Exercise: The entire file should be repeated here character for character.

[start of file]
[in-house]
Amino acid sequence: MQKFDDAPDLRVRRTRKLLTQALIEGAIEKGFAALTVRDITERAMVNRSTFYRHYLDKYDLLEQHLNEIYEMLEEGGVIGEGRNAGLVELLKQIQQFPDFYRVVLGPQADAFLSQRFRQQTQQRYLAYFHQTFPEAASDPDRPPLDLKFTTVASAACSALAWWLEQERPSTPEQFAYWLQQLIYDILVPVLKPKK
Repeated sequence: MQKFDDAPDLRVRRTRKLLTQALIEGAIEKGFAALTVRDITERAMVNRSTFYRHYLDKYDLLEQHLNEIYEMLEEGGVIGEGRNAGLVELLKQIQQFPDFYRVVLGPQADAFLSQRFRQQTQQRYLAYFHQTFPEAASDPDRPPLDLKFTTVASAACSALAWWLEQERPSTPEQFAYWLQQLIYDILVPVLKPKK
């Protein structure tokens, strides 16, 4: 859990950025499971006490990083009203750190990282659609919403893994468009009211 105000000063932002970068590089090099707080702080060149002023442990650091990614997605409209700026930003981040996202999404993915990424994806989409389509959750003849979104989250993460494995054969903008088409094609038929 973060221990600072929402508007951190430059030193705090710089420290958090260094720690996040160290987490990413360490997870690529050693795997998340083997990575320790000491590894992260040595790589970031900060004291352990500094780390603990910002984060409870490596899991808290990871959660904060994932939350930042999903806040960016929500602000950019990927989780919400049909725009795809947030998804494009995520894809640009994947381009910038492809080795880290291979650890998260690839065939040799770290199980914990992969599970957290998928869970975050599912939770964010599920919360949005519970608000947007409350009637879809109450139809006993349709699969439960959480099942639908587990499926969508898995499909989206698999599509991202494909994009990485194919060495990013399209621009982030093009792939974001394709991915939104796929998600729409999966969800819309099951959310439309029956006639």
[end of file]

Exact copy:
[in-house]
Amino acid sequence: MQKFDDAPDLRVRRTRKLLTQALIEGAIEKGFAALTVRDITERAMVNRSTFYRHYLDKYDLLEQHLNEIYEMLEEGGVIGEGRNAGLVELLKQIQQFPDFYRVVLGPQADAFLSQRFRQQTQQRYLAYFHQTFPEAASDPDRPPLDLKFTTVASAACSALAWWLEQERPSTPEQFAYWLQQLIYDILVPVLKPKK
Repeated sequence: MQKFDDAPDLRVRRTRKLLTQALIEGAIEKGFAALTVRDITERAMVNRSTFYRHYLDKYDLLEQHLNEIYEMLEEGGVIGEGRNAGLVELLKQIQQFPDFYRVVLGPQADAFLSQRFRQQTQQRYLAYFHQTFPEAASDPDRPPLDLKFTTVASAACSALAWWLEQERPSTPEQFAYWLQQLIYDILVPVLKPKK
């Protein structure tokens, strides 16, 4: 859990950025499971006490990083009203750190990282659609919403893994468009009211 105000000063932002970068590089090099707080702080060149002023442990650091990614997605409209700026930003981040996202999404993915990424994806989409389509959750003849979104989250993460494995054969903008088409094609038929 973060221990600072929402508007951190430059030193705090710089420290958090260094720690996040160290987490990413360490997870690529050693795997998340083997990575320790000491590894992260040595790589970031900060004291352990500094780390603990910002984060409870490596899991808290990871959660904060994932939350930042999903806040960016929500602000950019990927989780919400049909725009795809947030998804494009995520894809640009994947381009910038492809080795880290291979650890998260690839065939040799770290199980914990992969599970957290998928869970975050599912939770964010599920919360949005519970608000947007409350009637879809109450139809006993349709699969439960959480099942639908587990499926969508898995499909989206698999599509991202494909994009990485194919060495990013399209621009982030093009792939974001394709991915939104796929998600729409999966969800819309099951959310439309029956006639």